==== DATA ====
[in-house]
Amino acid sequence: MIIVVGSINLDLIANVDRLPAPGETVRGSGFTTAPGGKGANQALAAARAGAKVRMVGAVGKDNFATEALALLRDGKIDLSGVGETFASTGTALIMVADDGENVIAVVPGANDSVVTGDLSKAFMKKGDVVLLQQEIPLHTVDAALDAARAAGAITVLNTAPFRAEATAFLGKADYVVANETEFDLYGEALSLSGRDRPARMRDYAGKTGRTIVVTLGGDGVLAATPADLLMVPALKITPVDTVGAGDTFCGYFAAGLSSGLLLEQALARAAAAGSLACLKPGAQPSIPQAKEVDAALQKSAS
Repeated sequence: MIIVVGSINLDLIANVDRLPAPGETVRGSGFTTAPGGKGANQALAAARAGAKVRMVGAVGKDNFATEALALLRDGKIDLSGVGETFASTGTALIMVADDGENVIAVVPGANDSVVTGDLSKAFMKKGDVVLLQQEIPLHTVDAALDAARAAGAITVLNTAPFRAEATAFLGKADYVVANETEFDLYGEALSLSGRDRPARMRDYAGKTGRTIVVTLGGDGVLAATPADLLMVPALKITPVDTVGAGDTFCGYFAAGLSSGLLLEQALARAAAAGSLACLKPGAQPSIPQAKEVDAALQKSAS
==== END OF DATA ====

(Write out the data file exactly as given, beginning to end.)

[in-house]
Amino acid sequence: MIIVVGSINLDLIANVDRLPAPGETVRGSGFTTAPGGKGANQALAAARAGAKVRMVGAVGKDNFATEALALLRDGKIDLSGVGETFASTGTALIMVADDGENVIAVVPGANDSVVTGDLSKAFMKKGDVVLLQQEIPLHTVDAALDAARAAGAITVLNTAPFRAEATAFLGKADYVVANETEFDLYGEALSLSGRDRPARMRDYAGKTGRTIVVTLGGDGVLAATPADLLMVPALKITPVDTVGAGDTFCGYFAAGLSSGLLLEQALARAAAAGSLACLKPGAQPSIPQAKEVDAALQKSAS
Repeated sequence: MIIVVGSINLDLIANVDRLPAPGETVRGSGFTTAPGGKGANQALAAARAGAKVRMVGAVGKDNFATEALALLRDGKIDLSGVGETFASTGTALIMVADDGENVIAVVPGANDSVVTGDLSKAFMKKGDVVLLQQEIPLHTVDAALDAARAAGAITVLNTAPFRAEATAFLGKADYVVANETEFDLYGEALSLSGRDRPARMRDYAGKTGRTIVVTLGGDGVLAATPADLLMVPALKITPVDTVGAGDTFCGYFAAGLSSGLLLEQALARAAAAGSLACLKPGAQPSIPQAKEVDAALQKSAS